The world is the dumb partner in this dialogue. But what the world lacks in the capacity for speech it more than makes up for in other ways. That feeling you get when... I felt it back then. I was
...holding my head in my hands on the stairs, in a swoon. I date this as the time I first became aware of the world around me as a world. Our house, the street, the suburbs of London, the Earth and sky spread endlessly out to the stars. As my head spun, I had a fleeting memory image of a girl with blue eyes and black hair, standing in front of a school desk holding a large square piece of red paper. We used a lot of coloured paper at school. Cutting it, sticking it, folding it into models. I have never been able to discover the true connection between the image and the feeling of a world revolving dizzyingly around me. Was it maybe the panicked thought that everything, the world, myself included, is just made of different coloured stuff?That was my best shot at describing the experience, written in 1999 for one of my American students. It was sort-of true. The girl with the blue eyes and black hair holding the red paper, I can see her now. I know it wasn't about her. But it wasn't about becoming 'aware of the world around me as a world', or things 'made of different coloured stuff' either. Nice try, but it wasn't that. I don't think so. Not then.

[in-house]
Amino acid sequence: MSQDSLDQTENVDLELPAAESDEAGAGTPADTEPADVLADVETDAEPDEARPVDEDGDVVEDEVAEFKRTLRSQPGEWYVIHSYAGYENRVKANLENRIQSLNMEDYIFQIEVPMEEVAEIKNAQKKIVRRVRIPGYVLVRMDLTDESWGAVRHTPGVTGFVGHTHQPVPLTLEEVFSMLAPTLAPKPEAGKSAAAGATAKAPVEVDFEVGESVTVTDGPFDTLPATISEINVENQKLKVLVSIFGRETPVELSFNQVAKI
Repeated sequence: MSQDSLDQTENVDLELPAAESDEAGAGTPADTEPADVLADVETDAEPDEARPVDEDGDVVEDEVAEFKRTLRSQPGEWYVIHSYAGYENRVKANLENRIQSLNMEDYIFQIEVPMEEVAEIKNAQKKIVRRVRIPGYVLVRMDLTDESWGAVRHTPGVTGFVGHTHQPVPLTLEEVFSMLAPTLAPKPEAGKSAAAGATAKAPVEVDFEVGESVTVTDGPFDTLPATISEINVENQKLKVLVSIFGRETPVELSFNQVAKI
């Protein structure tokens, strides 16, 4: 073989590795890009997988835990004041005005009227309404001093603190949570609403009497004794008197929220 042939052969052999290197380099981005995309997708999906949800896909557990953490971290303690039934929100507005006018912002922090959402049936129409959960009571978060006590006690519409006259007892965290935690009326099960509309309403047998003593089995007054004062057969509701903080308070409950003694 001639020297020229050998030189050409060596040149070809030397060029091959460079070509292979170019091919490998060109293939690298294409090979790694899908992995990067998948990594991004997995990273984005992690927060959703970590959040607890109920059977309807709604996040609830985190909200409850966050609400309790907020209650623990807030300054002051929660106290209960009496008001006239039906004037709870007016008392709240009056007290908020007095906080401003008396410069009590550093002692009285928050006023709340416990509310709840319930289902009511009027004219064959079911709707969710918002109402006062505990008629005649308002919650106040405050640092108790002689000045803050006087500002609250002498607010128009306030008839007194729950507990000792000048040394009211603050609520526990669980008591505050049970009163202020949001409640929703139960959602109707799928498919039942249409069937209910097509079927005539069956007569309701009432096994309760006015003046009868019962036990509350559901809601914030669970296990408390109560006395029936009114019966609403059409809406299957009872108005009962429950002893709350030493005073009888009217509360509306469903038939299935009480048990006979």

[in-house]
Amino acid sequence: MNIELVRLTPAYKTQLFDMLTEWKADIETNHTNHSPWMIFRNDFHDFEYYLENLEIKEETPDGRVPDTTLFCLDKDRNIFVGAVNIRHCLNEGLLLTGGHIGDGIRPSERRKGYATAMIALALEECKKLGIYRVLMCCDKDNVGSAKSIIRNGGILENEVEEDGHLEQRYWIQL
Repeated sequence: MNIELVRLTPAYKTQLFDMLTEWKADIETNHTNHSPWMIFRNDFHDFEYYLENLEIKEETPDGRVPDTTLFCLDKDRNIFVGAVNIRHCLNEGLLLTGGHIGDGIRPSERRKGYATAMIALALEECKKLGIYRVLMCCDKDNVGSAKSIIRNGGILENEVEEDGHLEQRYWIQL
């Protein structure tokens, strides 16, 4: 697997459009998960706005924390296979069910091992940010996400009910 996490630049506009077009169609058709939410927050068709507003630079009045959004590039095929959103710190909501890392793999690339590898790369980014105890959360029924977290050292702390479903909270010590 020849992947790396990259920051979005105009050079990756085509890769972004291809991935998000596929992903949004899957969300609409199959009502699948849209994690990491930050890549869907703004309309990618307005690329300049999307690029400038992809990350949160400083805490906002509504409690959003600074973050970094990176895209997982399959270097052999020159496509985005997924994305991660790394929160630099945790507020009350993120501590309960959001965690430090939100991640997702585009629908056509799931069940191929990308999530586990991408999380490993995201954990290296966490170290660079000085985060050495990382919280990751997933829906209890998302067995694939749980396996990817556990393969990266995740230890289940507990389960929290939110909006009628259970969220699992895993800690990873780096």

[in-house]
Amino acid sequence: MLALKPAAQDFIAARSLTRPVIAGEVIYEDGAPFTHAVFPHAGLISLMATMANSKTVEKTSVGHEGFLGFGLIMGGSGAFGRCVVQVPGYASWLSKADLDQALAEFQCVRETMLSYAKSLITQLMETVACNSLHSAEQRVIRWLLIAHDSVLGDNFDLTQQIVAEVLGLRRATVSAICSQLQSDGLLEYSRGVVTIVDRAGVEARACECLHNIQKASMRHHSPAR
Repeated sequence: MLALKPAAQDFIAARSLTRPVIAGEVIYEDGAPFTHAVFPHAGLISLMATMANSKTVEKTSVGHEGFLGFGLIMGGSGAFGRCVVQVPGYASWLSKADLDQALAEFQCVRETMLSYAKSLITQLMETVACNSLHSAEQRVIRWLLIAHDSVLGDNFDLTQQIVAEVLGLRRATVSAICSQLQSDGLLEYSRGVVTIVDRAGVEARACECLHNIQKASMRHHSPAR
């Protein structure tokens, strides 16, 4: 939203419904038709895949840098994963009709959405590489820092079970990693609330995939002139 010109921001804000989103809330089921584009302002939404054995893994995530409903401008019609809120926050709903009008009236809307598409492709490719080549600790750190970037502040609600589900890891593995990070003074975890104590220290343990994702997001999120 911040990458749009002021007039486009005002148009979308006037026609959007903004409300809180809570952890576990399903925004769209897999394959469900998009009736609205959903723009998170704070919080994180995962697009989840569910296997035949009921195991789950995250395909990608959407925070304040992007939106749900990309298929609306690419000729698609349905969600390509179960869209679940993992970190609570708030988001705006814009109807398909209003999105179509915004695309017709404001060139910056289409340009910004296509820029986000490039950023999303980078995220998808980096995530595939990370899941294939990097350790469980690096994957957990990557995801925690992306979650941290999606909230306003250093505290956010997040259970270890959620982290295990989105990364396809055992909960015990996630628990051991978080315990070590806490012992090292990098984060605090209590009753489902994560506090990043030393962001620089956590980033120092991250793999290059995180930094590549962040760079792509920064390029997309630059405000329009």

(Glass House Philosopher My philosophical life)
It had something to do with memory, but what? The uncanny presence of something absent. Or maybe my becoming aware of time. I also didn't mention that I'd had this experience several times. And each time I knew it was the same the same memory fragment, the same unnameable feeling, just like Wittgenstein's diarist with sign 'S'. The giddyness would come over me. What was it?